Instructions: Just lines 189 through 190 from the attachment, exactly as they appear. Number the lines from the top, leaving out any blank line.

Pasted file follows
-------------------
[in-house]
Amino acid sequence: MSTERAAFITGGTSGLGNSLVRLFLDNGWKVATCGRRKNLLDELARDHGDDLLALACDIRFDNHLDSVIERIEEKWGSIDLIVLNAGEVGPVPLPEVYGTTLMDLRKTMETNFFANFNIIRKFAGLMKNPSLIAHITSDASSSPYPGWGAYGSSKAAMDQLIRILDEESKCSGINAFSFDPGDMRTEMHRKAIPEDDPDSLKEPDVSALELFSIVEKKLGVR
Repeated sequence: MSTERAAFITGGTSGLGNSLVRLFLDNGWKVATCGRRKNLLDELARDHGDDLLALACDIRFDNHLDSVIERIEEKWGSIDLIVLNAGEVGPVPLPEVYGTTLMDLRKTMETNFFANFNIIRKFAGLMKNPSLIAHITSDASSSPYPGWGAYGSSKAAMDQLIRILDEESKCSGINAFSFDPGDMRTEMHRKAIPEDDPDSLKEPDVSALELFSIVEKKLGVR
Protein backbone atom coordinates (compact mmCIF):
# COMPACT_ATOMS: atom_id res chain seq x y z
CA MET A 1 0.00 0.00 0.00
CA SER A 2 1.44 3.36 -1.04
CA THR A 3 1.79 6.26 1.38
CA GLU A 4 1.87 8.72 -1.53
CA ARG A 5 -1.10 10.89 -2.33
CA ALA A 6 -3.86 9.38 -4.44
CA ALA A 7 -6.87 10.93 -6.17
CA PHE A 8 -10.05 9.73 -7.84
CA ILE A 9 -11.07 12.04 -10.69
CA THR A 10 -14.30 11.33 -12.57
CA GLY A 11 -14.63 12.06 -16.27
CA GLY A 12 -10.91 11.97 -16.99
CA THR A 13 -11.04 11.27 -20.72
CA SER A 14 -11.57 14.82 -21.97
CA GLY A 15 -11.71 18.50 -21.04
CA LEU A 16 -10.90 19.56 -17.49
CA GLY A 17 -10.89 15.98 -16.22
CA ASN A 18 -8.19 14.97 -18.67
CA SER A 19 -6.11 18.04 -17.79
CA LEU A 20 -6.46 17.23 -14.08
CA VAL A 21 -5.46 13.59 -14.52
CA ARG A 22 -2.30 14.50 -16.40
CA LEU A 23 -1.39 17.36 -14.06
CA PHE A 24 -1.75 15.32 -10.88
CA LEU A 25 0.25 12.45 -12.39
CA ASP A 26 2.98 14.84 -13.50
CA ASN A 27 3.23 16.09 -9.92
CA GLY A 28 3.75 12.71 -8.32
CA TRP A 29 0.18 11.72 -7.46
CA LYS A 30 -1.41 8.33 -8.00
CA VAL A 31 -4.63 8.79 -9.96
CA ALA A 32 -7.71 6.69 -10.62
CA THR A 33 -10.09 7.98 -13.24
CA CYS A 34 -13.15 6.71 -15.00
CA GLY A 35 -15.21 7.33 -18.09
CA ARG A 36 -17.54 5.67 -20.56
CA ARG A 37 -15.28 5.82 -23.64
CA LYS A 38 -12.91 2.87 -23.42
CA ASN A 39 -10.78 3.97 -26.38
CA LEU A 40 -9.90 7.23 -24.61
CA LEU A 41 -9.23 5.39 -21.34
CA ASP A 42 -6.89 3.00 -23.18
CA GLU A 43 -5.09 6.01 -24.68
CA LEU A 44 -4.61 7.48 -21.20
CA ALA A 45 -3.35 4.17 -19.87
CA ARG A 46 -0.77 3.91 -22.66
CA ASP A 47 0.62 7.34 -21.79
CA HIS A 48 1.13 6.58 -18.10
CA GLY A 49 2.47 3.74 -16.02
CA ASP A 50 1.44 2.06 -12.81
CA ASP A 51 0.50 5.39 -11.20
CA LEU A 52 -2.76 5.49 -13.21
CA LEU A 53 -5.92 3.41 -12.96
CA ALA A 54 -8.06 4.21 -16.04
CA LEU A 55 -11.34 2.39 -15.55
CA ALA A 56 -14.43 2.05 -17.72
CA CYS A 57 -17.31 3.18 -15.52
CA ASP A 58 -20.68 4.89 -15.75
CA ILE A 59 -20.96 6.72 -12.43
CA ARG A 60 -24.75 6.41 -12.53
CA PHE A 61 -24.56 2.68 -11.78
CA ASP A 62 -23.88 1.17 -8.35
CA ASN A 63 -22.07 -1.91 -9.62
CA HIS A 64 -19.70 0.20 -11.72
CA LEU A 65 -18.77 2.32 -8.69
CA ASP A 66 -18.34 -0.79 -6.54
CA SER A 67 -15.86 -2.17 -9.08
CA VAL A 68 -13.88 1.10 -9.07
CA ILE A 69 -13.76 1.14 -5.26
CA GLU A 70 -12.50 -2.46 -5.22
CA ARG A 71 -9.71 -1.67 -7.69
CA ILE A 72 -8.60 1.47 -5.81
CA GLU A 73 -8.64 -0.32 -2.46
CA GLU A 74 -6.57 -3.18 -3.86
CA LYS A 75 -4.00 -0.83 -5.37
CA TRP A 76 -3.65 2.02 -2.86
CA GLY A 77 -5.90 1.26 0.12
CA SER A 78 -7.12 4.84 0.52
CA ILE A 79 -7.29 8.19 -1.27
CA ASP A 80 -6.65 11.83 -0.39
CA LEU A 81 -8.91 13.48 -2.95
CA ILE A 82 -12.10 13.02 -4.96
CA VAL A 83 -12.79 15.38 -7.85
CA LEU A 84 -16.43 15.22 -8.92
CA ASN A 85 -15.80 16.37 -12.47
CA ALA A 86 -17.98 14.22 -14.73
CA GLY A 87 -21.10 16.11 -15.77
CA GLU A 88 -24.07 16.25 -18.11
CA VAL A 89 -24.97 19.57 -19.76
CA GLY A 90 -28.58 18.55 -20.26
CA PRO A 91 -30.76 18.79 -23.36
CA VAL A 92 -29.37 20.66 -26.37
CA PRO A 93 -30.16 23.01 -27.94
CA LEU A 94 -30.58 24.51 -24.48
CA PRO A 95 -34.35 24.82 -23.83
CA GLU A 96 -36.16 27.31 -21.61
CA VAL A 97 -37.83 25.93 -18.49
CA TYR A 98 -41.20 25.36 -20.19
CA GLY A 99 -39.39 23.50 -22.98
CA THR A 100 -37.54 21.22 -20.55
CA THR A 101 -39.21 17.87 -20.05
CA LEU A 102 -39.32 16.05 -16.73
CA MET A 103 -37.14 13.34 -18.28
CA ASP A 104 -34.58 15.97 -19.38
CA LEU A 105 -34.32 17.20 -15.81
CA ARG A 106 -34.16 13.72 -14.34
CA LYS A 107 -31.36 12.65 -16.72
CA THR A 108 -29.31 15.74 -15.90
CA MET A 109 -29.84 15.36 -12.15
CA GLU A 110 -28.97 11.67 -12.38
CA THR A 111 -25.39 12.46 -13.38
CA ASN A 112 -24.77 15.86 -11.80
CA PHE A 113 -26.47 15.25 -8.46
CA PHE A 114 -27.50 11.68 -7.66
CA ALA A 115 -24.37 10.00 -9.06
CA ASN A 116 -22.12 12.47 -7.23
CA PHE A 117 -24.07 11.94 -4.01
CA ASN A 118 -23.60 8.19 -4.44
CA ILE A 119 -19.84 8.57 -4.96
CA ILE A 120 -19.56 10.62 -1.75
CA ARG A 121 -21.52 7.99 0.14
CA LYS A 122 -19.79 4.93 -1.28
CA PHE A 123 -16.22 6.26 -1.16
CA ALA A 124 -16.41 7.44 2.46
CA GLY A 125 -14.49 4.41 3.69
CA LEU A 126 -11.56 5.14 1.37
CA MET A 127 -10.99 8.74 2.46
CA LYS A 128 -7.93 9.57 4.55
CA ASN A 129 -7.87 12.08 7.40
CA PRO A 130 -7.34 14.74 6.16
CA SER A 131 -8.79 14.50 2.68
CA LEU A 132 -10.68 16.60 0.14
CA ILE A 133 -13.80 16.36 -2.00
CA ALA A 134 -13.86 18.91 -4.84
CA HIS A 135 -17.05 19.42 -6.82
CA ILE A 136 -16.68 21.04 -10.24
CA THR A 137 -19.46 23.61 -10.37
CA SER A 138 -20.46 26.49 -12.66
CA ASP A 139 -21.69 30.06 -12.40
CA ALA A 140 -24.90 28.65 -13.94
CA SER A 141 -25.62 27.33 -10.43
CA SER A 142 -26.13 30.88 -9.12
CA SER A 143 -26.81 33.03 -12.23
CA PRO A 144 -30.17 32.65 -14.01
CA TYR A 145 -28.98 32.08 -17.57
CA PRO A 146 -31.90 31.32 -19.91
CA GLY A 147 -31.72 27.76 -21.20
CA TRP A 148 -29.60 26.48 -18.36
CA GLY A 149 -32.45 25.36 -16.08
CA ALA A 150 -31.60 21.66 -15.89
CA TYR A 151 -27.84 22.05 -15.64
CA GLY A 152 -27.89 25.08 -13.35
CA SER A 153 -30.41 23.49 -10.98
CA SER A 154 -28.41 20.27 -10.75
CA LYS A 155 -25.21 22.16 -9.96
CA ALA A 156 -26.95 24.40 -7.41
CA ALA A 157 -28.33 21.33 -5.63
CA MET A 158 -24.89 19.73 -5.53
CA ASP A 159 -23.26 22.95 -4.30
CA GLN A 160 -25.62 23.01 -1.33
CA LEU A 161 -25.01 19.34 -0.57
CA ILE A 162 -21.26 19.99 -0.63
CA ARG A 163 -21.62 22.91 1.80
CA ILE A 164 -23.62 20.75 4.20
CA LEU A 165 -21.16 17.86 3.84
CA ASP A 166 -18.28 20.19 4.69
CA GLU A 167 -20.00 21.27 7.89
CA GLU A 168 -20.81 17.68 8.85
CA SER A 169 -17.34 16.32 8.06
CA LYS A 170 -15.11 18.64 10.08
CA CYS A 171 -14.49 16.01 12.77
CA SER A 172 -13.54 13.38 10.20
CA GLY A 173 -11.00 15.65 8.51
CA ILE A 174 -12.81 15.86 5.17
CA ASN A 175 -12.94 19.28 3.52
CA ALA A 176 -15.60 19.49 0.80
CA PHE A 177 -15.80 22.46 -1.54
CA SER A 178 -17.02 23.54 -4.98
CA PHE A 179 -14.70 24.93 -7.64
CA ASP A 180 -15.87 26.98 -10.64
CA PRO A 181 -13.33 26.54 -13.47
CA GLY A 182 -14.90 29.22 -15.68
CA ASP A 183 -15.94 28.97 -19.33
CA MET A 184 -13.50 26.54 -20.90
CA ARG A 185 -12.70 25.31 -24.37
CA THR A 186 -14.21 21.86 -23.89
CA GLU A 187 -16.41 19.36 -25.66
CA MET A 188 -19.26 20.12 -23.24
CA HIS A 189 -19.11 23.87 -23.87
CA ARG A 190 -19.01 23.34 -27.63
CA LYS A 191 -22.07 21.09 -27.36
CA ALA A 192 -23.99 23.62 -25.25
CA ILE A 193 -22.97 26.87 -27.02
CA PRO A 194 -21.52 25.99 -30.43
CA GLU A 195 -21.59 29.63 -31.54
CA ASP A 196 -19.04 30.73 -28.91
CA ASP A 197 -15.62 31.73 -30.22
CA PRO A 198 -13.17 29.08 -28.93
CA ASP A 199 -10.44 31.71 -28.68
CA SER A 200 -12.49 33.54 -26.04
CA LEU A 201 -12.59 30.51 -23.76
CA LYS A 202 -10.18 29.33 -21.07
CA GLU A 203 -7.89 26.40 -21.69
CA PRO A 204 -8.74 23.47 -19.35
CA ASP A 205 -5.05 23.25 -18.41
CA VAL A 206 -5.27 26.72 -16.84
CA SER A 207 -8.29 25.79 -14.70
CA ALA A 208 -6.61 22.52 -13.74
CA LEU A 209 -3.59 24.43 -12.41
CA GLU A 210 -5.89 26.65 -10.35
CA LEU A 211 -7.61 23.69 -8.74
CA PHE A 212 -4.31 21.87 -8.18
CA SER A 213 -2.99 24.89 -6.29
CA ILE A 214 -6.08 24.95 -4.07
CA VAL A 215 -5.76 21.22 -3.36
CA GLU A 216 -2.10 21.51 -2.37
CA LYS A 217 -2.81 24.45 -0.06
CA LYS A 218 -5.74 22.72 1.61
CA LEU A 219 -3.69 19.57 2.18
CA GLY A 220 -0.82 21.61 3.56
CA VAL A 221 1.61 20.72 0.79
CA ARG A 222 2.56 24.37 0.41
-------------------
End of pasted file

CA MET A 184 -13.50 26.54 -20.90
CA ARG A 185 -12.70 25.31 -24.37